August 30, 2013
New Store Opens in Colonial Williamsburg’s Revolutionary City Today
A historic location that has not been open to the public for many years today opens as a retail shop in Colonial Williamsburg’s Revolutionary City. The William Pitt Store, located on the northwest corner of Duke of Gloucester and Botetourt Streets, was formerly known as the Davidson Shop.
“The William Pitt store is a children’s shop,” said Teresa West, director of retail stores for Colonial Williamsburg. “We offer toys, games, books, historic apparel, publications and some 21st-century products, such as stuffed animals that reflect Colonial Williamsburg’s rare breeds program.”
The Davidson Shop was originally named after one of its most famous of occupants, Robert Davidson, one-time mayor of Williamsburg, who lived and operated an apothecary on the property in 1737. The opening of the new store has now provided the opportunity to rename the shop after one of its revolutionary occupants to align it with Colonial Williamsburg’s current interpretive focus on the period of the American Revolution.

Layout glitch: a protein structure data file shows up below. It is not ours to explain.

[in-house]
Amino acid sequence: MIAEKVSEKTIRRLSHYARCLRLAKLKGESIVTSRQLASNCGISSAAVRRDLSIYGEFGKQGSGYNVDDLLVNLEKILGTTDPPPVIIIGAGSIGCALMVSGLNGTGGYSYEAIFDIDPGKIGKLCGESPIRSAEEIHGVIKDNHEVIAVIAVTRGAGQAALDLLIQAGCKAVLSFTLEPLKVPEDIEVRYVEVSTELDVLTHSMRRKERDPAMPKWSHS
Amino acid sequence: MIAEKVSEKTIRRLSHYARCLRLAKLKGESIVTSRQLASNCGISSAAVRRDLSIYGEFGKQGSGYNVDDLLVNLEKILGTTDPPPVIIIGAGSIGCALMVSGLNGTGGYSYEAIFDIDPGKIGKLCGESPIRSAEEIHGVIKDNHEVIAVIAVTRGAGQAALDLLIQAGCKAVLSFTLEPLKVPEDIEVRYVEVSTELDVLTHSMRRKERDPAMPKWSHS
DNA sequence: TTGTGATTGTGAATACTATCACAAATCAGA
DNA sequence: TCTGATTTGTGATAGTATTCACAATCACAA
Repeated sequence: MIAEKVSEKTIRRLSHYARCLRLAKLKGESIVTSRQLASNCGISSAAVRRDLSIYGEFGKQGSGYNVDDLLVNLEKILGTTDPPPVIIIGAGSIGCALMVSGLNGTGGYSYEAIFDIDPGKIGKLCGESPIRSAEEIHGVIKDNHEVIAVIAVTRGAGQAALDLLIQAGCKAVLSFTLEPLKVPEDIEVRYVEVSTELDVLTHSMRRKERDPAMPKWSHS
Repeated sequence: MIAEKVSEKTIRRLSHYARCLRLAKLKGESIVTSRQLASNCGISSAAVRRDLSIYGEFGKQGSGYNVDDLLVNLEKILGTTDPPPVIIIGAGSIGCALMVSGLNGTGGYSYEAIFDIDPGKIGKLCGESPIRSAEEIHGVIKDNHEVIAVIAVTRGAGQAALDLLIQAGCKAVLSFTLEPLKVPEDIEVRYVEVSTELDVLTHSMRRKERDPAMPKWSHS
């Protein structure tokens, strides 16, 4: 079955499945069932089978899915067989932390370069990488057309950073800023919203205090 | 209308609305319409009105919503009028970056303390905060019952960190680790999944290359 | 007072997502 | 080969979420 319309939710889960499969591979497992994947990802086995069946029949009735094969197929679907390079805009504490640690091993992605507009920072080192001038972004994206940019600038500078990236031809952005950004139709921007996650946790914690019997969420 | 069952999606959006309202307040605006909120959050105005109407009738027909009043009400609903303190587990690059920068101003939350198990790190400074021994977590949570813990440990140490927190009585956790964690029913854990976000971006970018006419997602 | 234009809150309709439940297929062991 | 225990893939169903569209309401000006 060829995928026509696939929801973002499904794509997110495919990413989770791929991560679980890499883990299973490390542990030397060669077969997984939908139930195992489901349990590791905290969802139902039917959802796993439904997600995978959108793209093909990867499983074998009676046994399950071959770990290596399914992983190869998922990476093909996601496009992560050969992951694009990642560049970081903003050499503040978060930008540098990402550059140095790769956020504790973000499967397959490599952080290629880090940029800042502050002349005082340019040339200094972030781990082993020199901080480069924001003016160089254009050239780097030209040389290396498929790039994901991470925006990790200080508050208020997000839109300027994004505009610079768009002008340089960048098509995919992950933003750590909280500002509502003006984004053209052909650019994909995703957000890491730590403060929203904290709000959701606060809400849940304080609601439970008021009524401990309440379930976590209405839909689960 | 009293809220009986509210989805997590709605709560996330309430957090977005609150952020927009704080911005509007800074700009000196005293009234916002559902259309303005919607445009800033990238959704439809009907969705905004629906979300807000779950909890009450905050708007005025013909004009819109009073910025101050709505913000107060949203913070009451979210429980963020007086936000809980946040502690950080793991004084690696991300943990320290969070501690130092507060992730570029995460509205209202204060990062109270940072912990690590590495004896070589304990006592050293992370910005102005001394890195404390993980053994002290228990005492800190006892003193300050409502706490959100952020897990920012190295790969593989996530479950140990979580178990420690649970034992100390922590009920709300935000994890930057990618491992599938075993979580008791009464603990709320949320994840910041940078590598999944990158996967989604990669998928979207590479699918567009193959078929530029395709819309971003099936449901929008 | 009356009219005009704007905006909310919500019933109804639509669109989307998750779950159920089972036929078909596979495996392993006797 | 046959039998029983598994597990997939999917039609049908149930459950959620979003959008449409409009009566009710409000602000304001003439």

For much of the second half of the 18th century, the widow Sarah Waters owned the property and was living in the neighboring William Waters House. Between 1775 and 1778, Waters leased the store to William Pitt, the son of the “traitor” George Pitt. Unlike his father, William remained in Virginia, advertising an extensive range of material for sale from the store, including silks, ladies accessories, furniture, hardware and spices. Not un-coincidentally considering the events taking place in Williamsburg in 1776, advertisements for the store included a selection of swords and small arms “…for CASH ONLY.”
The William Pitt store is open from 10 a.m. to 9 p.m. Monday through Saturday, and from 10 a.m. to 7 p.m. Sundays.